Updated: January 10, 2014
“Anong negosyo mo?”
Believe or not, I find it hard to answer this question.
Why? Because my honest reply would be, “Marami.”
And if I do that, I fear that I’ll give the impression that I’m arrogant.
So what I do now is that I try to answer with the most appropriate business for the occasion.
If I’m in a friend’s party, for example, and I was asked what my business is, I state that I’m into t-shirt printing because it never fails to solicit interesting follow-up questions.
If I’m in an entrepreneur networking event, I tell them about 199Jobs, my tech startup, because that opens up opportunities for me to pitch the business to the person.
If I’m in a press conference of a product launch, I say that I’m a full-time business blogger because that’s probably the reason why I was invited there.
So how did I end up being a “serial entrepreneur“? Why did I choose to start several small businesses, instead of growing just one into a big corporation?
I think my early years as a freelancer molded me to become the type of entrepreneur that I am today.
Back when I was still a freelance developer, I enjoyed the challenge of creating softwares and ultimately, implementing the system for the client as “closure”.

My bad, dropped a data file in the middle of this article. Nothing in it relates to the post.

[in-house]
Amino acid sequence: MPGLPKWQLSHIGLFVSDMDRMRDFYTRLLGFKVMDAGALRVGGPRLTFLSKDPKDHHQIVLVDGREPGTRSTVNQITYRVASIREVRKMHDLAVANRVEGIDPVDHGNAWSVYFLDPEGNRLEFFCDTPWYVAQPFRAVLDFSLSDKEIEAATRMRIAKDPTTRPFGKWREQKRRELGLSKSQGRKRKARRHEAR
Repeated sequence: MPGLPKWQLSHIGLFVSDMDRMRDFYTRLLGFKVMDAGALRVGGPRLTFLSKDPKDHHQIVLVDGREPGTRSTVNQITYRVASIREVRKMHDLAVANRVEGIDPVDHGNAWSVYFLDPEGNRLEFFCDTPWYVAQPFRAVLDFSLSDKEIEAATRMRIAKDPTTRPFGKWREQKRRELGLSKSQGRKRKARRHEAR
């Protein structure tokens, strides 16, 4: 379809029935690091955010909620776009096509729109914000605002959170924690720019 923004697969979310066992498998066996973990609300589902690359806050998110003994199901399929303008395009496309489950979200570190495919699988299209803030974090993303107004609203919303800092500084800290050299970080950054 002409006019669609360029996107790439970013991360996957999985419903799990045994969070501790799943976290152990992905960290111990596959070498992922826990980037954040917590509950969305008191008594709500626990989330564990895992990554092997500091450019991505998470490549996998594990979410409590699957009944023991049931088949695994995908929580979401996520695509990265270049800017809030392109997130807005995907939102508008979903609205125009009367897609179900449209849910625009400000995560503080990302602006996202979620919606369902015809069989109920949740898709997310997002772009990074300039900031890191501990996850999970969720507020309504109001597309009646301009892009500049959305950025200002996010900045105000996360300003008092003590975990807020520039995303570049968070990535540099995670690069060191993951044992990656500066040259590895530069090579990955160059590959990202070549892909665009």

That habit passed on to my entrepreneurial ventures, where I’d start a business and challenge myself to automate it as fast as I can. When the business starts to run without me, that’s my “closure”, and then I move on to my “next project”.
Speaking of projects… the last one I just finished was Blog Academy Philippines. This was a 4-week online training on how to make money from blogging.
The course ended last Saturday, and I’d like to introduce to you today, one of the graduates of the class, Marv de Leon and invite you to visit his blog, Freelance Blend.
Marv’s blog aims to entertain, educate and engage freelancers; to network with the local freelancing community; and help people get started on becoming a freelancer.
Currently, he tries to meet these objectives through live meetups and podcast interviews. And I’m proud to say, I was his very first guest for the Freelancer Blend Podcast.
I’ve embedded the podcast episodes below, just in case you’d like to listen to it.
Part 1: FBP 001: Fitz Villafuerte
Running Time: 33 minutes 7 seconds
Part 2: FBP 002: Fitz Villafuerte
Running Time: 58 minutes 35 seconds
No time to listen now?
If you have an iTunes account, then subscribe to the Freelance Blend Podcast. It’s free and you can download the podcasts to your computer or iOS gadget for offline listening.
That’s it for now! I hope you enjoyed today’s post and do make time to listen to the podcast because I shared a lot of tips about freelancing and entrepreneurship there.